Citroёn 2CV History

 
 

 

Pictured above; a 1970's 2CV

 
 
 
 

The 2CV (deux chevaux - literally "two horses"">

 

 
 

Citroёn 2CV History

 
 

 

Pictured above; a 1970's 2CV

 
 
 
 

The 2CV (deux chevaux - literally "two horses", from the tax horsepower rating) was a popular French car made by Citroen. 3,872,583 2CV limousines and even more derivatives were produced from 1948 to 1990.

Pierre Boulanger's early 1930s design brief - said by some to be astonishingly radical for the time - was for a low-priced, rugged 'umbrella on four wheels' that would enable two peasants to drive 100 kg of farm goods to market at 60 km/h, in clogs and across muddy unpaved roads if necessary. It would use no more than 3 litres of gasoline to travel 100 km. Most famously, it would be able to drive across a ploughed field without breaking the eggs it was carrying. Boulanger later also had the roof raised to allow him to drive while wearing a hat. By 1939 the TPV (Toute Petite Voiture - "Very Small Car") was deemed ready and several prototypes had been built.

During the German occupation of France during World War II, Michelin and Citroen managers decided to hide the TPV project to Germany fearing some military application. Several TPVs where buried at secret locations, one was disguised as a pickup, the others were destroyed, and Boulanger had the next six years to think about more improvements. Until 1994, when three TPVs where discovered in a barn, it was believed that only two prototypes had survived. As of 2003, five TPVs are known.

In fact the project was so well hidden that the all the prototypes were considered as lost after the War. It took 3 years for CitroŽn to rework the TPV and the car was nicknamed "Toujours Pas Vue" (still not seen) by the press.

Citroen finally unveiled the car at the Paris Salon in 1948. It was laughed at by the journalists, probably because Citroen had launched the car without any press advertising. Boris Vian qualified the car as an "aberration roulante" (rolling aberration). Some think that history has confirmed that the car was not only charming, but a revolution in consumer transportation.

The body was constructed of a dual H-frame chassis, an airplane-style tube framework, and a very thin steel shell. It was powered by a flat-twin air-cooled engine designed by Walter Becchia, with a nod to the classic 'boxer' BMW motorcycle engine. (The flat-2 engine and thin steel body make a peculiar noise that can't be compared to anything, except maybe a Piper J-3 at start up.) Front-wheel drive made the car easy and safe to drive. Large inboard hydraulic brakes ensured that brake failure on one side left steering and braking largely unaffected. The swinging arm, fore-aft linked suspension system was lighter and more responsive than existing spring or leaf designs, enabling the 2CV to indeed be driven at speed over a ploughed field. The canvas roof could be rolled completely open. The seats were hammocks suspended from the roof by wires. The car had one rear light, one stop lamp and was available only in grey. Within months of it going on sale there was a three-year waiting list.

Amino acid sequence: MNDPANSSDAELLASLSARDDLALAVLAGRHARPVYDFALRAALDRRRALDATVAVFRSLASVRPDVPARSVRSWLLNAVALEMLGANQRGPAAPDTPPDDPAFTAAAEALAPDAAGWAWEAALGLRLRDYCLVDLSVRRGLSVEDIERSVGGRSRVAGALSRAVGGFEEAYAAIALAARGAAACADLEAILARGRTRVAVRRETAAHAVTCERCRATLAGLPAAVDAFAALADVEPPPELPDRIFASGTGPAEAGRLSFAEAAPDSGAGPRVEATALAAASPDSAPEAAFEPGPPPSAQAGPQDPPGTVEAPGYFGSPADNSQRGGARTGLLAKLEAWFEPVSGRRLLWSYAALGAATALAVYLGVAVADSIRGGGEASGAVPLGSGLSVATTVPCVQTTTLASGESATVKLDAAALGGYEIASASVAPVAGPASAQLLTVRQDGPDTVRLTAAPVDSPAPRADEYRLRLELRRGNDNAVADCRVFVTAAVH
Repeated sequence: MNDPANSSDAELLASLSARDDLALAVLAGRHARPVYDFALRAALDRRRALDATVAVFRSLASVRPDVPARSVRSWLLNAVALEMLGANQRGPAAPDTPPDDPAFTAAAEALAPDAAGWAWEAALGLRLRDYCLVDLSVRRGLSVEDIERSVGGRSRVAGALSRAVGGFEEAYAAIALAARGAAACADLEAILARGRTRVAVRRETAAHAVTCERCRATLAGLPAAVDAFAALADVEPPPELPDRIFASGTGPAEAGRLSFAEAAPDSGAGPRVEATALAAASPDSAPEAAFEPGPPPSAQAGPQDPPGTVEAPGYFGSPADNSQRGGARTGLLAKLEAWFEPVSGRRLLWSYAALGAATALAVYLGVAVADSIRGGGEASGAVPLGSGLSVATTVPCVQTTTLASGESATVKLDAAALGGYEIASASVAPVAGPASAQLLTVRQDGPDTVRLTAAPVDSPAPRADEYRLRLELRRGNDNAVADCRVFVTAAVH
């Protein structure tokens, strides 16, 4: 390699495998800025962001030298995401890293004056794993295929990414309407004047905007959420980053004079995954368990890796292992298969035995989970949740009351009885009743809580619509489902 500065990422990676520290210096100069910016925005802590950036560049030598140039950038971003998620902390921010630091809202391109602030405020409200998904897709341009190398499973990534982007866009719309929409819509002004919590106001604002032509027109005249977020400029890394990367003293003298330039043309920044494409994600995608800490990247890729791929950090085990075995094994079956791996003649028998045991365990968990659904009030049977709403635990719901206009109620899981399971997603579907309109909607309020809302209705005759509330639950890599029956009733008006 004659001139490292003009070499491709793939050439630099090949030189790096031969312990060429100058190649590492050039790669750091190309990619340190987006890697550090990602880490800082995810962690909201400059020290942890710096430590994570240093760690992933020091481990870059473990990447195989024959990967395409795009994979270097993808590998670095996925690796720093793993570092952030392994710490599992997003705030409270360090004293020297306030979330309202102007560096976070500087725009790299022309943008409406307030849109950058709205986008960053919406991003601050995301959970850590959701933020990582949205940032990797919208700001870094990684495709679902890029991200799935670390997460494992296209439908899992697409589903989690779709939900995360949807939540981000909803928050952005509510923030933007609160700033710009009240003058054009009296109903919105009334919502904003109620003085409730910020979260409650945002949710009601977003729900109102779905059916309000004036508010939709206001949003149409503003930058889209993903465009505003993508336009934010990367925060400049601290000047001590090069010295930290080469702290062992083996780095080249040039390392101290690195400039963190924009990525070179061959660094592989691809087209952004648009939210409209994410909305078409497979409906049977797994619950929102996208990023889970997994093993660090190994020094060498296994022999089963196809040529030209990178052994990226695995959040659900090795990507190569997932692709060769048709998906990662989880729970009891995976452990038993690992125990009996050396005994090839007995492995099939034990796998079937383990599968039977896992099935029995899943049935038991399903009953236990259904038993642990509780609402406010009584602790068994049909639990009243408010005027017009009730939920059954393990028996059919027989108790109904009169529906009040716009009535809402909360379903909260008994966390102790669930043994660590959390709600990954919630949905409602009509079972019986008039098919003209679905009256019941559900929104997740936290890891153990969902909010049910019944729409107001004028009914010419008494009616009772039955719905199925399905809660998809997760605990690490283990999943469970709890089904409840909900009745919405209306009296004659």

The engine was a 375cc developing only 9bhp on the earliest model, which was notoriously underpowered. A 425cc engine was introduced in 1955. A 602cc giving 28bhp at 7000rpm was introduced in 1968. With the 602cc engine the tax classification of the car changed it became in fact a 3CV, but the commercial name remained unchanged. Production of the 425cc 2CV was continued under the name 2CV 4 while the 602cc took the name 2CV 6. The 602cc engine evolved to 33bhp in 1970; this was the most powerful engine fitted to the 2CV. A new 602cc giving only 29bhp at a slower 5750rpm was introduced in 1979. Despite being less powerful, this engine was more efficient, allowing lower fuel consumption and better top speed.

With the evolution of the engine the last 2CV's had a a good power-to-weight ratio giving rather good acceleration for such an economical car but top-speed remained limited due to obsolete aerodynamics. Despite its evolution, the 2CV never lost its reputation of being a "rolling snail", as the car's reliability and ease of repair meant that a lot of underpowered very old models were still running in the 1970's.

A 425cc 2CV driven by Jacques Seguela and Jean-Claude Baudot was the first French car to make a round-the-world voyage in 1958.

The 2CV made several appearance in Louis de Funes' movies. In "Le Corniaud" opening scene a 2CV driven by Bourvil is totally destroyed in a collision with a Rolls-Royce driven by Louis de Funes.

In 1981, a 2CV fitted with the engine from a Citroen GS starred in the James Bond movie For Your Eyes Only. Citroen issued a special series of "2CV James Bond" models fitted with the standard flat-2 engine, painted in yellow with 007 on the front doors and fake bullet holes.

The 2CV makes also a short appearance in Apocalypse Now. During the famous scene of the attack by the Air Cavalry to the strains of Wagner's Ride of the Valkyries a 2CV is rocketed while crossing a bridge.

Popular French nicknames were "Deuche" and "Dedeuche". The Dutch were the first to call it "de lelijke eend", the ugly duck. In Germany it is called "die lahme Ente", the lame duck. An English nickname is the Tin Snail.

The 2CV was produced for 42 years, the model finally succumbing to customer demands for speed, comfort and safety, all areas (apart from ride comfort) in which it had fallen significantly behind more modern cars. Style alone no longer justified its retention in the Citroen range. The 2CV has earned a unique place in motoring history: considered by some to be the most radical production car design ever.
 

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Did You Know?

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